VILNIUS – German Chancellor Angela Merkel has said Ukraine still has chance to seek a trade pact with the European Union as leaders of the EU gathered in Vilnius for a summit rocked by Kiev’s shock decision not to sign a far-reaching agreement.
Merkel said on Thursday that “the door was still open” for Kiev, despite the Ukrainian government’s rejection of the EU deal to avoid pressure from Russia, which has been seeking to keep the former Soviet state within its sphere of influence.
The deal was expected to be signed later on Thursday in the Lithuanian capital of Vilnius where EU leaders are holding a summit with countries of Eastern Europe and southern Caucasus.
Ukraine’s President Viktor Yanukovich flew into Vilnius in time for a dinner in honour of the Eastern Partnership, the EU’s four-year-old outreach programme for former Soviet republics.
EU enlargement commissioner Stefan Fuele said Ukraine’s decision to walk away from the agreement could imperil its future.
“The Ukrainian economy needs huge investments, but these are not costs. They represent future income, more growth, more jobs and more wealth,” said Fuele, disputing Ukraine’s estimates that upgrading its economic base to European standards would cost $20billion a year.
“The only costs that I can see are the costs of inaction allowing more stagnation of the economy and risking the economic future and health of the country,” he told a business forum in Vilnius, adding the EU offer remained on the table.
While the Ukrainian government has admitted to pulling out of the deal with the EU after pressure from Russia, diplomats were still discussing possible concessions on Wednesday.
On the fourth day of mass pro-European street protests in Kiev, the Ukrainian prime minister said his government still wanted to strike an agreement with the EU.
Ukraine is heavily dependent on Russia for trade and energy supplies, and the EU’s offer appears to have been insufficient to counter Moscow’s threats of commercial retaliation.
Although Ukraine is the largest and most visible of the six countries engaged in the much-lauded EU Eastern partnership, Walker said it was not the first time Europe’s efforts to develop ties in the region have been thwarted by Russia.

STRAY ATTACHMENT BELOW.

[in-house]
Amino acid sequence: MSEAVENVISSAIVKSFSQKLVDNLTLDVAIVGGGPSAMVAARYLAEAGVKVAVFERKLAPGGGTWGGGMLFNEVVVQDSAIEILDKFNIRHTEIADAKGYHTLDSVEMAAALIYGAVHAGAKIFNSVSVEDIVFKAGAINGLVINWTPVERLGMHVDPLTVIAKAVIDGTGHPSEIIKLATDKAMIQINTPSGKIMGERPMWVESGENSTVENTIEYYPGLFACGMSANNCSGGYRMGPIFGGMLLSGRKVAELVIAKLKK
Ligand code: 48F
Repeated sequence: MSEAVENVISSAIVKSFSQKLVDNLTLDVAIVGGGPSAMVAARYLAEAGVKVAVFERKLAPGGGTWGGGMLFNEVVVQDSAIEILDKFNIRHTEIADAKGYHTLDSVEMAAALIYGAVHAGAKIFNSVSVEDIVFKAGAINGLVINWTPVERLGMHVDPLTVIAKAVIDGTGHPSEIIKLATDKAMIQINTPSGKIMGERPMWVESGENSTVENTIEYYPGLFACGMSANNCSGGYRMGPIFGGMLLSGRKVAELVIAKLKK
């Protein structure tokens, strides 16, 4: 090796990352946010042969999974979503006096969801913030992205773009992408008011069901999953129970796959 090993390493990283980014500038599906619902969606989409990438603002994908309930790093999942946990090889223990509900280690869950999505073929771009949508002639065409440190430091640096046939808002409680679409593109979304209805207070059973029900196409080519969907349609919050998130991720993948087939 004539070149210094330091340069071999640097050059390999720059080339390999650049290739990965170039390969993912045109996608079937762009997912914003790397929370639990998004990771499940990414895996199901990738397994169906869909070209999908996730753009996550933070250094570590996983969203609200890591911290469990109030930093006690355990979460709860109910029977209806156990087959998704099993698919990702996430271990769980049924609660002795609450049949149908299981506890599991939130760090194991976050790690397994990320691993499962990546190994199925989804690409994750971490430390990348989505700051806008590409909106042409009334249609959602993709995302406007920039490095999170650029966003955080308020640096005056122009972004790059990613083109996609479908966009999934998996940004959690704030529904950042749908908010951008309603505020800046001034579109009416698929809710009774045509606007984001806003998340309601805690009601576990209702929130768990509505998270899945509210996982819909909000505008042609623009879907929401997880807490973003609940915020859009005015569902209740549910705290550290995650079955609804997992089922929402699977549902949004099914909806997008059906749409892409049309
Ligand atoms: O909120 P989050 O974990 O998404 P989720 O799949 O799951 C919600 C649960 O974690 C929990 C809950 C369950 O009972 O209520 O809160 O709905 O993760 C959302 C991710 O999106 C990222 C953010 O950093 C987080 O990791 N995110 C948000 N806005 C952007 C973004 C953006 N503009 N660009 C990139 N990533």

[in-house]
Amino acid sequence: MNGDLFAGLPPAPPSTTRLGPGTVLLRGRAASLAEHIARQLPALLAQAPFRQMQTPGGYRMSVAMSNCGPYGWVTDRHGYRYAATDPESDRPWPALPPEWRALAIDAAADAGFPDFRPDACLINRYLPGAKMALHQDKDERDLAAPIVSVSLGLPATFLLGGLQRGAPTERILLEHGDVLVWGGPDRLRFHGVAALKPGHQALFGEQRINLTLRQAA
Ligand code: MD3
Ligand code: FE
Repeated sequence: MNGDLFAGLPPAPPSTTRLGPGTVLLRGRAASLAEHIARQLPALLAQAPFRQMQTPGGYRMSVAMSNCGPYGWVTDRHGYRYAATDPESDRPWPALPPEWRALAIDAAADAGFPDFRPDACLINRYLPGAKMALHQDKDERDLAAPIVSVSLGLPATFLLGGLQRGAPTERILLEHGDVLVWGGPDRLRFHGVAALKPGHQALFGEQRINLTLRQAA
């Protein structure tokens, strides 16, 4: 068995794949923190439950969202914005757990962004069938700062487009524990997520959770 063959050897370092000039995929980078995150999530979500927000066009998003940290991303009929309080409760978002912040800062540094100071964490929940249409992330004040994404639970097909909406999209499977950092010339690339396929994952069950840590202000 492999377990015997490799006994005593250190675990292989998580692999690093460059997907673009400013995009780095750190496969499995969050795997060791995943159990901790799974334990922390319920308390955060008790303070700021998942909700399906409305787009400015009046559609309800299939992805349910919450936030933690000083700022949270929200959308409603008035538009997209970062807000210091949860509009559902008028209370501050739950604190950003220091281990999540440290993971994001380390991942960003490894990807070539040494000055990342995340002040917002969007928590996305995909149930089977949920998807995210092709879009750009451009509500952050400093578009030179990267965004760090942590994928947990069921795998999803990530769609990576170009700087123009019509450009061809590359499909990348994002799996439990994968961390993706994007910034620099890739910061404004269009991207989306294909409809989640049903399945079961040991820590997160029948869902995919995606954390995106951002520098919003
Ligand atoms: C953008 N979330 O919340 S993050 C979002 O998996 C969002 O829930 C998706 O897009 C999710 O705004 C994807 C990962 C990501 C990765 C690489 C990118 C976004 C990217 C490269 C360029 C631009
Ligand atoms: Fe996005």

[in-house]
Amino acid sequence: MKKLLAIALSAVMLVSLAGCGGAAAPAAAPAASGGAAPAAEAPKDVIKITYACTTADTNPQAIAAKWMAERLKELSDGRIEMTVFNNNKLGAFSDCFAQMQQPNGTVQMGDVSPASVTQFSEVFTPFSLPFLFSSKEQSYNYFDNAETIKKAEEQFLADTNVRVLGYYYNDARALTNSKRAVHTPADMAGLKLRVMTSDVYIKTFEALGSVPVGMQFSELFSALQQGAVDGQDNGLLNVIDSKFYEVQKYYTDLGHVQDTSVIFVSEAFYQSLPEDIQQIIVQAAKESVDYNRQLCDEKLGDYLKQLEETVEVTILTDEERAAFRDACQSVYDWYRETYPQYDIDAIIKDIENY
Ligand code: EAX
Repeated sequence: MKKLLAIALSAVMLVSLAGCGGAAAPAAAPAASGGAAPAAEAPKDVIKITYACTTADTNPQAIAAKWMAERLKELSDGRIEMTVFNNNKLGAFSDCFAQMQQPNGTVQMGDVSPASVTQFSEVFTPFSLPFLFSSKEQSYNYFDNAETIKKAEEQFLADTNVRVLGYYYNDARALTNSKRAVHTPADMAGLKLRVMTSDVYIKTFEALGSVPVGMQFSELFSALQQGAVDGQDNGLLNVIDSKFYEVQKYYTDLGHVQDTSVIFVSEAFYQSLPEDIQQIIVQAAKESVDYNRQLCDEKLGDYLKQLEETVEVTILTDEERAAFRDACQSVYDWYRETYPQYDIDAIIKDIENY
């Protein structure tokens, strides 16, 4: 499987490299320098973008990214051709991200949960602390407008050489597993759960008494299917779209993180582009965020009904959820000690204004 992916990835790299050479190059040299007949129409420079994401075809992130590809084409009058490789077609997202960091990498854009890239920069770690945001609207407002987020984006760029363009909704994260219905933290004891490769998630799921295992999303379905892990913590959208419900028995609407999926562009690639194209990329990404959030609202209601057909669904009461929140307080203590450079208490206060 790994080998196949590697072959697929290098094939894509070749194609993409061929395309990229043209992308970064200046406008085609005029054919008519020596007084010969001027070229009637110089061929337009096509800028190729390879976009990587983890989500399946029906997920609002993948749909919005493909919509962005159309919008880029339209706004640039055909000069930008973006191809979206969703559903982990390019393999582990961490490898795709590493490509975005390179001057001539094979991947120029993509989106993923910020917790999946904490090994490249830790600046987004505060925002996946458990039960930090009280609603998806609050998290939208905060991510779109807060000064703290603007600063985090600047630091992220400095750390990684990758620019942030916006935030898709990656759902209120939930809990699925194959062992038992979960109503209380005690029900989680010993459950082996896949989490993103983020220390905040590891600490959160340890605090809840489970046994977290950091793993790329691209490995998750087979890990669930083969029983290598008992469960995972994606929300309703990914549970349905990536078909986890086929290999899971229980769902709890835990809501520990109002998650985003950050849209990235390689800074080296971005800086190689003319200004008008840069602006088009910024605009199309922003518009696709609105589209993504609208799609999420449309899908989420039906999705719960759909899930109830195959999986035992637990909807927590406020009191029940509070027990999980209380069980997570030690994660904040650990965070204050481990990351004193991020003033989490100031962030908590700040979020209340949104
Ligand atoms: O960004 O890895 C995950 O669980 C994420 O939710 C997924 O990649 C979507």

“Armenia was another country all the paperwork was ready to sign on the dotted line. A couple of months ago Vladimir Putin traveled there and the next day, Armenia announced it wasn’t joining this EU partnership that it was in fact joining Russia’s EU-style Customs Union,” he said.
Walker and Cragg both argue that the European Union’s image and diplomatic clout have suffered in the Ukrainian rapprochement fiasco at least in the short term.
However, two other former members of the Soviet bloc, Georgia and Moldova, are due to sign free trade agreements with the EU in Vilnius.
Russia’s deputy prime minister has already warned that it will apply pressure to these countries as well.
The conclusion of the trade and reform deal was planned as the highlight of a summit aimed also at building ties with other East European states.
Ukrainian President Viktor Yanukovych is likely to face tough questions from EU leaders on why he stopped the deal, apparently under Russian pressure.
He has requested more EU financial aid.
On arrival in Vilnius, President Yanukovych met the President of the European Council, Herman Van Rompuy. No details were given.
In a Ukrainian TV interview earlier, he accused the EU of offering his country an inadequate amount in loans to help reform the economy.
The EU has offered to lend 610 million euros (510 million pounds; $828) in macro-financial assistance, on condition that Ukraine continues meeting the conditions of an IMF stand-by loan of 11.15 billion euros, agreed in 2010.
Yanukovych, in remarks quoted by his website, said Ukraine would need at least 20 billion euros a year to cover the costs of upgrading its economy to “European standards”.